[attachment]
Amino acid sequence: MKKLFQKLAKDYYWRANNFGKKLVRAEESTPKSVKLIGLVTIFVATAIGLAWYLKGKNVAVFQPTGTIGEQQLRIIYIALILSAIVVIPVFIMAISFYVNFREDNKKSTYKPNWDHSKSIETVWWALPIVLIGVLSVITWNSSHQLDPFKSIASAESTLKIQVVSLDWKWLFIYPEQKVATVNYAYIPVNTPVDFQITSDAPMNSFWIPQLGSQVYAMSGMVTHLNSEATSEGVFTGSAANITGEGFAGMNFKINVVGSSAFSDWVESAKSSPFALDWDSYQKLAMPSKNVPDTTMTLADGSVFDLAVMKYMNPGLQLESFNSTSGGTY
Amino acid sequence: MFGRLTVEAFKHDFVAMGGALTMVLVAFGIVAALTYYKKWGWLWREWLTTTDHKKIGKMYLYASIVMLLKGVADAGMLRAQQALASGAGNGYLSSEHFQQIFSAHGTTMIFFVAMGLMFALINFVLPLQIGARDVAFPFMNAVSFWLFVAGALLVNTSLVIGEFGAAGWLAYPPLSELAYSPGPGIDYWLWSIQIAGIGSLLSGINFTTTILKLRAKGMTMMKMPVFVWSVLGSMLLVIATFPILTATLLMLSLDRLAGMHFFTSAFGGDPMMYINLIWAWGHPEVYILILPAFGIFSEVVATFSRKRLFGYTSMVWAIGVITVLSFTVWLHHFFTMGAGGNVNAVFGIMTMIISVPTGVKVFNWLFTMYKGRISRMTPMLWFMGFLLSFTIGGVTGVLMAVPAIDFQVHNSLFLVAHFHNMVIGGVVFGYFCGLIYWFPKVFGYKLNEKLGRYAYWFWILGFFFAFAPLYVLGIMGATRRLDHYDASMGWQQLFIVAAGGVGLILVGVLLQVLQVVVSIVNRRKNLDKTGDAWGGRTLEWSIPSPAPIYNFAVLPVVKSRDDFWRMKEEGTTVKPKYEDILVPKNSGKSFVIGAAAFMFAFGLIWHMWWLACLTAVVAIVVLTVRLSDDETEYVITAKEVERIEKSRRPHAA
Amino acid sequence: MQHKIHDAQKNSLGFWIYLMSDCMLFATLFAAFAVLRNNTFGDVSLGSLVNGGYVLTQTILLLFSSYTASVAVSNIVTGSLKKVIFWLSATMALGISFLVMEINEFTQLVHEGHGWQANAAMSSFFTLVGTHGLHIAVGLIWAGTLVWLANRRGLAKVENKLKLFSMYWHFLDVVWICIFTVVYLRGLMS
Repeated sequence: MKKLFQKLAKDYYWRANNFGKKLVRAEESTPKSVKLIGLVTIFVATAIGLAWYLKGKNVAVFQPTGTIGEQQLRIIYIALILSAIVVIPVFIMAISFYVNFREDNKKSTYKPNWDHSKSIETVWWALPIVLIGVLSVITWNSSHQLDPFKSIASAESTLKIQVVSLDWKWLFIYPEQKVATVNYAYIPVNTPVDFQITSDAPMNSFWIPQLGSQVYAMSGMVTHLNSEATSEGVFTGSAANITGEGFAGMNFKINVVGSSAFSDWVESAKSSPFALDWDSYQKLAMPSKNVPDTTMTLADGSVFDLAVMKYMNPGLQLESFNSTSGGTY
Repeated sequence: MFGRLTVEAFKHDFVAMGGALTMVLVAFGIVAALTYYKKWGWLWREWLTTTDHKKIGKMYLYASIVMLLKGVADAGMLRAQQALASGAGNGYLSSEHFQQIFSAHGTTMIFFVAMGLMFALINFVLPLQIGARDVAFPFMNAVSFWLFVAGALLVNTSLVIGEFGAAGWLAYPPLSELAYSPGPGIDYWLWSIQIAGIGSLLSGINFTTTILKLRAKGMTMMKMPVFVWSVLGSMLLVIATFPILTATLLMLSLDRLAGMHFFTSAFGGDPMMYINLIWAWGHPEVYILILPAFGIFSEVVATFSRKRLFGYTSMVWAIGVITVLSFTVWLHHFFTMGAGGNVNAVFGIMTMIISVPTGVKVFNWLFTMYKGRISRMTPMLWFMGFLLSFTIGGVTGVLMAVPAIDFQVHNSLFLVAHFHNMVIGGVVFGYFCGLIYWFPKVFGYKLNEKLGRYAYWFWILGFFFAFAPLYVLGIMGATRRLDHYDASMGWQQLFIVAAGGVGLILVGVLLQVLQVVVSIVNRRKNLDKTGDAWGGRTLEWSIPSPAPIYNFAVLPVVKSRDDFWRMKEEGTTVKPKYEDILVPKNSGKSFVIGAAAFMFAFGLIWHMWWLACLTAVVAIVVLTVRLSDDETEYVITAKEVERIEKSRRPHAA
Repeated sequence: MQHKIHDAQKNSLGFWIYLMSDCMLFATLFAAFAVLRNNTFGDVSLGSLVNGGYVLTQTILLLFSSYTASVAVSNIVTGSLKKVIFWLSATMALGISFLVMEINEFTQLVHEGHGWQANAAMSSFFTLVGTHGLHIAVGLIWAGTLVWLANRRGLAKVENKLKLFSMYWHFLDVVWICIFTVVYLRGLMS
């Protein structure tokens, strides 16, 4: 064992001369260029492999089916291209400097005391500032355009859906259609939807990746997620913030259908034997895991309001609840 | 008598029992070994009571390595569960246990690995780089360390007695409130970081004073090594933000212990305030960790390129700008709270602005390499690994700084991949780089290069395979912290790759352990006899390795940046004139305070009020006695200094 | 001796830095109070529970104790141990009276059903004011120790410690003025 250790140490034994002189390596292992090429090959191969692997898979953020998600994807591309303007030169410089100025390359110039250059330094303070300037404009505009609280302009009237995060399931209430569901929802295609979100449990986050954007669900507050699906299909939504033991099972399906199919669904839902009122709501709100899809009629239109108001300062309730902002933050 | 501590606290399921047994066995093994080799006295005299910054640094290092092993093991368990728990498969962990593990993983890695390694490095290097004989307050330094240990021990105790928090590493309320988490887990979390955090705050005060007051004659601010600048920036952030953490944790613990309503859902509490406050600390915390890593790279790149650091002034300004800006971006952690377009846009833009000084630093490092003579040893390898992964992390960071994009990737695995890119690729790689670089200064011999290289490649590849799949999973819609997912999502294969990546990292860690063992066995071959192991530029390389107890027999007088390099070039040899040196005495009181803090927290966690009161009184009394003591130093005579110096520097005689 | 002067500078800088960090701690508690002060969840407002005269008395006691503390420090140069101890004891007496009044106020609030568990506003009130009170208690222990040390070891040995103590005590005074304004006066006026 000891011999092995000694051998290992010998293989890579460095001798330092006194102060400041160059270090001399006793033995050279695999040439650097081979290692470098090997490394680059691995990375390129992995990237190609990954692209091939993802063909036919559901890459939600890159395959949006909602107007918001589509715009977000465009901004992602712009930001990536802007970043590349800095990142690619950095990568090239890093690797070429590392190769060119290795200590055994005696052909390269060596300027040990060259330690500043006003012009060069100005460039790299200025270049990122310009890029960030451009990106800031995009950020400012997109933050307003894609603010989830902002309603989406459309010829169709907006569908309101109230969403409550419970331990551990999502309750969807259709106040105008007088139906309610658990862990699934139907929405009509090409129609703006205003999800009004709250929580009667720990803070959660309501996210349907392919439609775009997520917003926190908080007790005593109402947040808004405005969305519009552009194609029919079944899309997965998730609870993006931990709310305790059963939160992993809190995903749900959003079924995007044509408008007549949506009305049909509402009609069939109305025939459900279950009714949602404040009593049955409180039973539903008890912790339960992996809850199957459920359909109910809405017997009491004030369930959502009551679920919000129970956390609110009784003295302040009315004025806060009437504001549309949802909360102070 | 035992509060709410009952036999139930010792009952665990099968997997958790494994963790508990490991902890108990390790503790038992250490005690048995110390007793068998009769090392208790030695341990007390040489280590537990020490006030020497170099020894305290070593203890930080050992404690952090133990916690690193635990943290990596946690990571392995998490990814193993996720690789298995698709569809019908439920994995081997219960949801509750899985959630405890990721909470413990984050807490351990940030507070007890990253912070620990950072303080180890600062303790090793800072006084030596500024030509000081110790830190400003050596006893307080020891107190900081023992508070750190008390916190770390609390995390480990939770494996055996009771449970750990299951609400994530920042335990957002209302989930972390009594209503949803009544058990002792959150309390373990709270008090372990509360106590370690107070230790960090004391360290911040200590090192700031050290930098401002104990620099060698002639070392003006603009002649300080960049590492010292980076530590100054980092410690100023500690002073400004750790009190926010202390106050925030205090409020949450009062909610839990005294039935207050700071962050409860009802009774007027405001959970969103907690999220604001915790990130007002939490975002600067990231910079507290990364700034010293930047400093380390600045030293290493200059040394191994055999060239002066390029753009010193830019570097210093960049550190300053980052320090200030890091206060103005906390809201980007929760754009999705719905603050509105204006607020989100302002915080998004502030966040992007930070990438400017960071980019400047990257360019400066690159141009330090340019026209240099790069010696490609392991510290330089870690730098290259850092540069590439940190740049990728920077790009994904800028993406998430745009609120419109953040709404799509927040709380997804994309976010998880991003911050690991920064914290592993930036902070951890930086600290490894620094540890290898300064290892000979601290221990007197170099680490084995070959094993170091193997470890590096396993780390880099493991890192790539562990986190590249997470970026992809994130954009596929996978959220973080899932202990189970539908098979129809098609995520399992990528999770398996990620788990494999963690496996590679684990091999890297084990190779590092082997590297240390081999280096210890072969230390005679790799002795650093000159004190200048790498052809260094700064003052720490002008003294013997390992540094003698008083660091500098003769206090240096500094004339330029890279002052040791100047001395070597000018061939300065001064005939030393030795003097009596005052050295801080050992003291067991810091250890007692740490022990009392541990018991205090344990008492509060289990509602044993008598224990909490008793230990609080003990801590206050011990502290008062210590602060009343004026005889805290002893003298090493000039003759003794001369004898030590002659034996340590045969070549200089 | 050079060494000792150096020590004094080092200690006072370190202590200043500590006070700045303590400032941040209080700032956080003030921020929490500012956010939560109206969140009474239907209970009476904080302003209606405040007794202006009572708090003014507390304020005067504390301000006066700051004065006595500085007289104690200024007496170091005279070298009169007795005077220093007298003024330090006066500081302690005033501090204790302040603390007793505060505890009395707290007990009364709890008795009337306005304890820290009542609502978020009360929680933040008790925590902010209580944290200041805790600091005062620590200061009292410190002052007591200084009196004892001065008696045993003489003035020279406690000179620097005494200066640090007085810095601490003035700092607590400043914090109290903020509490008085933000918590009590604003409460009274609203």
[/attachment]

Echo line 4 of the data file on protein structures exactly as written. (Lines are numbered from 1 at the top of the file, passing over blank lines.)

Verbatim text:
Repeated sequence: MKKLFQKLAKDYYWRANNFGKKLVRAEESTPKSVKLIGLVTIFVATAIGLAWYLKGKNVAVFQPTGTIGEQQLRIIYIALILSAIVVIPVFIMAISFYVNFREDNKKSTYKPNWDHSKSIETVWWALPIVLIGVLSVITWNSSHQLDPFKSIASAESTLKIQVVSLDWKWLFIYPEQKVATVNYAYIPVNTPVDFQITSDAPMNSFWIPQLGSQVYAMSGMVTHLNSEATSEGVFTGSAANITGEGFAGMNFKINVVGSSAFSDWVESAKSSPFALDWDSYQKLAMPSKNVPDTTMTLADGSVFDLAVMKYMNPGLQLESFNSTSGGTY